Finger Paint a Family Tree

Every kid loves to finger paint. So, why not take advantage of that love, and share with them a little family history in the process? There are a few fun ways that you can have your children get their hands a little dirty and create a family tree they can hang in their room and remember their relatives whenever they look at the craft they created.

First, you can start out with the youngest kids, and draw a tree trunk for them. From the trunk draw branches going straight up and out. The “leaves” can be their entire hand at the end of the branches. Use different shades of green. It is OK if the hands overlap. Then, at the end of each finger, or along each finger, you can write the names of their ancestors that make up their family tree. If possible, show them pictures of some of their ancestors when you write the names down. The kids will love seeing their hands and fingers making up the leaves of their family history.

Another idea instead of using the entire hand, is to use thumb prints to add leaves to the tips of the branches. Each thumb print can represent a person on the family tree. To get other family members involved, have grandparents and great-grandparents that might still be living contribute their thumbprint as well. This will teach children how they are all connected to their relatives. In addition, you can have the children use their thumbs not only for themselves but for relatives that have passed on. This will help them connect more with those that have gone before them!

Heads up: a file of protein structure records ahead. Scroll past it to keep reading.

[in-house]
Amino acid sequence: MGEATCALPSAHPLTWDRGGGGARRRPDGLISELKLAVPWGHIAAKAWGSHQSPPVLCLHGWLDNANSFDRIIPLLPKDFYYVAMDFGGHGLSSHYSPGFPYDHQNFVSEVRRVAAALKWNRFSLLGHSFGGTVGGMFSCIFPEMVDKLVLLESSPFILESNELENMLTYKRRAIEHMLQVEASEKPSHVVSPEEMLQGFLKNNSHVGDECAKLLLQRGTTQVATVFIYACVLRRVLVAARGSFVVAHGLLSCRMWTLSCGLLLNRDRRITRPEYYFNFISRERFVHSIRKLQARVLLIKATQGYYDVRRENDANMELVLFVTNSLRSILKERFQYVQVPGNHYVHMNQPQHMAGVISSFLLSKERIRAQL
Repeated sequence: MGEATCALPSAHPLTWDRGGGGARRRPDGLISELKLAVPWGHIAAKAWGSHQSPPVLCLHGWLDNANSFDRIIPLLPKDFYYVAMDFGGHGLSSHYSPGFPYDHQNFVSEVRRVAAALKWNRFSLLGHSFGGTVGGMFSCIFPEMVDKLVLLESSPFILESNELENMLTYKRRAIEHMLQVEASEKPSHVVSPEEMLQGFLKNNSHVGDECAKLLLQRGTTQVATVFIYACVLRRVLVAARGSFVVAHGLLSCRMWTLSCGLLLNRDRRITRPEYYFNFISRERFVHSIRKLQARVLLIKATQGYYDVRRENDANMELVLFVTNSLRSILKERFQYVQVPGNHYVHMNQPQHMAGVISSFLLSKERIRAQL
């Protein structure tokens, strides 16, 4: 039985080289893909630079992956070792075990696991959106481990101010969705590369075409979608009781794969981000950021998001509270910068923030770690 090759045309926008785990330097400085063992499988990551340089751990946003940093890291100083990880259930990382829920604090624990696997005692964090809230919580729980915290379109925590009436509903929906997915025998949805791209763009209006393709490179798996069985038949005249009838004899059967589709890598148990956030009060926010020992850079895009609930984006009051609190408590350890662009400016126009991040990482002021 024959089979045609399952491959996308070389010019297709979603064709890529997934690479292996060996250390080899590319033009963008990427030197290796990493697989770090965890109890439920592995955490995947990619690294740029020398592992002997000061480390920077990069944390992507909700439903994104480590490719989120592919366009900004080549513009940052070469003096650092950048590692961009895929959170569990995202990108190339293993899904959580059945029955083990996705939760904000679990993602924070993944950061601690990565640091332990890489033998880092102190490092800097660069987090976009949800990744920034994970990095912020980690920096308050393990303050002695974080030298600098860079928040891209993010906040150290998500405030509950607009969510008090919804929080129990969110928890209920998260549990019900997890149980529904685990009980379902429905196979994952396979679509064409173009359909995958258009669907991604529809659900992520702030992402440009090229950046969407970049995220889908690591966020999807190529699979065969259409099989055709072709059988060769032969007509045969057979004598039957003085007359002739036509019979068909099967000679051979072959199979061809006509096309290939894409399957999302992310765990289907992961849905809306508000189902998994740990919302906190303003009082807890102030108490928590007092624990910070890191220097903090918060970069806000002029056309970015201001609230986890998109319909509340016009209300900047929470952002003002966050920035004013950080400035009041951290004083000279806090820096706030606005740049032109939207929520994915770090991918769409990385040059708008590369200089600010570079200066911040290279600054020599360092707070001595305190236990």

Another twist to the thumb-print family tree would be to draw roots below the ground. Have yourself, your spouse, and your children’s thumbprints make up the roots of the tree. You could even add a few other living relatives to the roots of the tree, like grandparents, for example. The branches can have thumbprints from your children that represent all of those that have passed on before them.

The last idea for using the thumb prints could be to have the roots be relatives that have passed on and the branches represent all of those still living in the family. This way, you could include aunts, uncles, and cousins that are living too. Your children could have fun visiting living relatives and getting them to add their thumb print to the tree. Leave blank spots on the tree for additional relatives that are born during the children’s lives. They will have fun seeing the tree grow over the years. Start with a larger canvas so the tree has room to grow. Go ahead and frame it when you have all the living relatives as part of the tree. Make sure the frame is easy to take apart to add additional relatives in future.

Getting kids involved in family history is not an easy task, but if you can combine things they love, with family history, it should be as easy as cake. And what kid doesn’t love to finger paint?

Meredith Ethington is the author of this blog. To learn more about Meredith, and her history with Scrapbooking and Genealogy, go here.

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